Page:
Aug 3, 2018

Why it matters: Rep. Diane Black lost her primary for Tennessee governor

Rep. Diane Black. Photo: Bastiaan Slabbers/NurPhoto via Getty Images

Republican Rep. Diane Black gave up her seat in Congress to run for governor and she got crushed by an underdog candidate.

Why it matters: It's getting harder to be an ambitious House Republican these days. So far in 2018, Black is the fifth House GOP member to run for statewide office and lose.

The last time every single Republican House member who ran for other offices (Senate or governor) won their primary was in 2000. All six became the nominee in their races, but all six ended up losing the general election to a Democrat.

President Trump's endorsement is worth its weight in gold for Republican candidates in 2018. The only problem for Black is that she didn't get it. Instead, she was endorsed by Vice President Mike Pence and ran ads that featured clips of Trump praising her.

  • Four of the six who have won had Trump's blessing via endorsement — Lou Barletta in Pennsylvania, Jim Renacci in Ohio, Kevin Cramer in North Dakota and Marsha Blackburn in Tennessee.
  • Six of the 12 incumbents running for higher office or for re-election have won their primary.
  • The other incumbents to lose their bids are Evan Jenkins in West Virginia, Raul Labrador in Idaho, Todd Rokita in Indiana, and Luke Messer in Indiana.

One more thing: It may be the year of the woman in 2018, but that doesn't always extend to Republican incumbents running for higher office. Now — as Cook Political Report's Dave Wasserman points out — the nominees for Black's congressional seat in Tennessee's 6th district and Rep. Blackburn's seat in the 7th district will be men.

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World coronavirus updates: London mayor says U.K. a week away from worst of virus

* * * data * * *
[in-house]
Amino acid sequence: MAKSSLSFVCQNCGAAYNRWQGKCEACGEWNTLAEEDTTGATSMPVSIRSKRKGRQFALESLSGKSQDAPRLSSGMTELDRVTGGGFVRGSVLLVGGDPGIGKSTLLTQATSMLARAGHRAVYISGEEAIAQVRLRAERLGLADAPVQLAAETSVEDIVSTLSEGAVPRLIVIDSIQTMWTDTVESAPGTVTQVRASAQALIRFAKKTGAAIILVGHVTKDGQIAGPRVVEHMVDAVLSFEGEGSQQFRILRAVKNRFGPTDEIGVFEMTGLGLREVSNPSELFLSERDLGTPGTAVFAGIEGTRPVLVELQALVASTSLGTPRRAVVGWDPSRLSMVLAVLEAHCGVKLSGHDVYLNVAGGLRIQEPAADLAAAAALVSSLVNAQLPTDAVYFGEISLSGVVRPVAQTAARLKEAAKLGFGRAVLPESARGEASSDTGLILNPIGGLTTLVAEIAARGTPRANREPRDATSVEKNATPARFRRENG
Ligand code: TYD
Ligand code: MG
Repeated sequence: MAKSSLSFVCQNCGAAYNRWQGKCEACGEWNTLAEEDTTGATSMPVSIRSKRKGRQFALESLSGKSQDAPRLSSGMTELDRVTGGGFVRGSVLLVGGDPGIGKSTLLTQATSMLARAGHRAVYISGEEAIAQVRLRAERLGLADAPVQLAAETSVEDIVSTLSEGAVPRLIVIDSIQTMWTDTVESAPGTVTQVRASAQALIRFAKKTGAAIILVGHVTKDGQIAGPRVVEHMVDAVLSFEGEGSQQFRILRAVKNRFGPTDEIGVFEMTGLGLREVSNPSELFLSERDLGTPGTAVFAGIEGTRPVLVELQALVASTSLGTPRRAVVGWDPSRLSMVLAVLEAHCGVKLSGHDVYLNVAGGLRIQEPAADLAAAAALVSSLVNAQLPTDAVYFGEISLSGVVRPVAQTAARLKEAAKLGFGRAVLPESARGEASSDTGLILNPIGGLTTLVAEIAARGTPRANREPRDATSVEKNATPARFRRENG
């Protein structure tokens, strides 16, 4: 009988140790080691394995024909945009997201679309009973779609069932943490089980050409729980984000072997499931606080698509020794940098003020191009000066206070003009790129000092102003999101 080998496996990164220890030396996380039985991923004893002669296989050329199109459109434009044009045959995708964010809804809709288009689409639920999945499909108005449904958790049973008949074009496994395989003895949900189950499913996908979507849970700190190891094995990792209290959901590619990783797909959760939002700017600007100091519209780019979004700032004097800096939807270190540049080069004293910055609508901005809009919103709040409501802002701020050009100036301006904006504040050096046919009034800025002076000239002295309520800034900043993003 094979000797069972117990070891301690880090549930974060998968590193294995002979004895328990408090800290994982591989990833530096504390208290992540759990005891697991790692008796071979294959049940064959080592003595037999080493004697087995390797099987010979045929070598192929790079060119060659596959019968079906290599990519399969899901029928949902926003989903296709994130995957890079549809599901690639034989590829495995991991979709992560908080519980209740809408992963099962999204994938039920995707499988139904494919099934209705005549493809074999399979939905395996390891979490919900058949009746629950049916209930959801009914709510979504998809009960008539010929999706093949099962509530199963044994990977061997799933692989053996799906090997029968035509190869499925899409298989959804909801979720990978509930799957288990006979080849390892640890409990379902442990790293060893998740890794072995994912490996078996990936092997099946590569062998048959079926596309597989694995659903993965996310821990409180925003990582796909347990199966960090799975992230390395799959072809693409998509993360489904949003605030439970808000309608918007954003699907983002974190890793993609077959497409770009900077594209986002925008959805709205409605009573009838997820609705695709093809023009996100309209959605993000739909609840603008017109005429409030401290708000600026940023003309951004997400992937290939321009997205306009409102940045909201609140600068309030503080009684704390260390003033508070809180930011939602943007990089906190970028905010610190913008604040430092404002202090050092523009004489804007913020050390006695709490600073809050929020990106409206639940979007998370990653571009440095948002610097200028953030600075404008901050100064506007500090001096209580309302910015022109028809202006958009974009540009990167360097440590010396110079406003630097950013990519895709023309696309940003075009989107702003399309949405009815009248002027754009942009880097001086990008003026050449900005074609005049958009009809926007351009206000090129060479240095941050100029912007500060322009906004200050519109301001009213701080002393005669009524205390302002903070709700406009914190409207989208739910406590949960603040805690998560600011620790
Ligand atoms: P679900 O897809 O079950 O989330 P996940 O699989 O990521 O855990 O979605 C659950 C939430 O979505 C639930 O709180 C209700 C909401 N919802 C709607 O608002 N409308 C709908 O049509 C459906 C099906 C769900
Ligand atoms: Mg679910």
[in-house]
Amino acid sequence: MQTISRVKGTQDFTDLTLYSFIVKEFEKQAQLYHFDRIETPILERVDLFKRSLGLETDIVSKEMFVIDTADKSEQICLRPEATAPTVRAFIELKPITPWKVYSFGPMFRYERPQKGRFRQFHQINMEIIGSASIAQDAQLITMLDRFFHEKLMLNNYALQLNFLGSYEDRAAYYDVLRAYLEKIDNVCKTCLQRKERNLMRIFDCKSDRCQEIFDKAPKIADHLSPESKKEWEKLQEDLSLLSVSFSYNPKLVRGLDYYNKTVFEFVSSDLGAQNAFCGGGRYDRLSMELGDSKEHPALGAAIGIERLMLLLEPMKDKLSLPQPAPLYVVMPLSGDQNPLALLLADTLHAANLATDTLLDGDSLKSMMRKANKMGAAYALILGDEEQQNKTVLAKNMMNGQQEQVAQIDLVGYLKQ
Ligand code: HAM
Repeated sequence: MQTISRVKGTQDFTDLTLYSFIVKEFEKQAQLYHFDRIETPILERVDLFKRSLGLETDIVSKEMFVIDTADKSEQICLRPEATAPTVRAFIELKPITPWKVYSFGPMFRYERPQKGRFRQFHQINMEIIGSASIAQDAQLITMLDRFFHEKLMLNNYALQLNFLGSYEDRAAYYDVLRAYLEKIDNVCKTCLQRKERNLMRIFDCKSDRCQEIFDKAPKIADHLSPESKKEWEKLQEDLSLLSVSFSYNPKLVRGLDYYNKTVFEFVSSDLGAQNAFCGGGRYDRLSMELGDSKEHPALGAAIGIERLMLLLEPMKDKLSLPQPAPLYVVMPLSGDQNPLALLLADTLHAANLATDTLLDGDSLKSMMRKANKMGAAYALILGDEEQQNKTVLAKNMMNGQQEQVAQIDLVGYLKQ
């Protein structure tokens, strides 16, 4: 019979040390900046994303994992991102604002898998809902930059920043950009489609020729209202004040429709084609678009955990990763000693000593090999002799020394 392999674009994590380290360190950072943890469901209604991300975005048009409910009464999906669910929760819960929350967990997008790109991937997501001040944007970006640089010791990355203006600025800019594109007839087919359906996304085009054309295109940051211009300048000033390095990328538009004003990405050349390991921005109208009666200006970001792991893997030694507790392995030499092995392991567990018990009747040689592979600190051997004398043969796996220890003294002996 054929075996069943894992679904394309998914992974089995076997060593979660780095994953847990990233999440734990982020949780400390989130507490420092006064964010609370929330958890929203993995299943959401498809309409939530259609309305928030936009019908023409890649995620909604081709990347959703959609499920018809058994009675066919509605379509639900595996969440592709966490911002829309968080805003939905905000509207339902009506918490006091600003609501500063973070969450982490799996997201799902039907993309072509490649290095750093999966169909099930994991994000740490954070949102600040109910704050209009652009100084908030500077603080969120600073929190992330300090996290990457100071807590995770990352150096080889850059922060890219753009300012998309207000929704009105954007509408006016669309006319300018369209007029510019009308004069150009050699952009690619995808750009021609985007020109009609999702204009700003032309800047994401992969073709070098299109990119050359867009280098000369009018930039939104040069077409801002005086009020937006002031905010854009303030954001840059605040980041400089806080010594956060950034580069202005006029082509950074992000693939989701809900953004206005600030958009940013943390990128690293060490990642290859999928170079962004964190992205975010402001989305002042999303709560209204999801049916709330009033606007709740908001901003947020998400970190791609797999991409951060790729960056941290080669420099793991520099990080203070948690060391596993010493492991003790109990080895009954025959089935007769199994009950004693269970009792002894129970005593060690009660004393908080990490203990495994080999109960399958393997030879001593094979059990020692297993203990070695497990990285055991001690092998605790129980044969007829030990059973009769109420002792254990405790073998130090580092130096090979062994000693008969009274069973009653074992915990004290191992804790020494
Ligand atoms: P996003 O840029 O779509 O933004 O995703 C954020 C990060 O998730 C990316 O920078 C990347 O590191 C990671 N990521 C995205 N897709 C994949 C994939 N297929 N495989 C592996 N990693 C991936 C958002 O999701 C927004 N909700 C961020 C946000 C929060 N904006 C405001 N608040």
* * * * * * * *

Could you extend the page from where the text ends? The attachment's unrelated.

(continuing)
Data: The Center for Systems Science and Engineering at Johns Hopkins; Map: Andrew Witherspoon/Axios

Prime Minister Jacinda Ardern offered hope in the fight against the novel coronavirus, saying she believes New Zealand has "turned a corner" after two weeks of strict lockdown measures. But London Mayor Sadiq Khan has said the U.K. is "nowhere near" lifting restrictions.

The big picture: COVID-19 has killed over 82,000 people and infected 1.4 million others globally as of early Wednesday, per Johns Hopkins data. Global recoveries have surpassed 301,000. Spain has reported the most cases outside the U.S. (more than 141,000) and Italy the most deaths (over 17,000). Half the planet's population is on lockdown.

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Wisconsin may be the start of the 2020 election wars

Illustration: Aïda Amer/Axios

Wisconsin voters braving lines in face masks — after a last-minute Supreme Court ruling against extending the absentee deadline — could foreshadow a nationwide legal struggle over how to conduct elections during the coronavirus outbreak, election experts say.

Why it matters: "It's a harbinger of what's to come in the next skirmishes in the voting wars" from now through November, Richard Hasen, a professor and national election law expert at the University of California, Irvine, told Axios.

New Zealand sets sights on coronavirus elimination after 2 weeks of lockdown

Prime Minister Jacinda Ardern gives a coronavirus media update at the New Zealand Parliament in Wellington. Photo: Mark Mitchell - Pool/Getty Images

AUCKLAND -- New Zealand has flattened the curve of novel coronavirus cases after two weeks of lockdown and the next phase is to "squash it," Professor Shaun Hendy, who heads a scientific body advising the government on COVID-19, told Axios.

Why it matters: The country imposed 14 days ago some of the toughest restrictions in the world in response to the pandemic, despite confirming only 102 cases and no deaths at the time.

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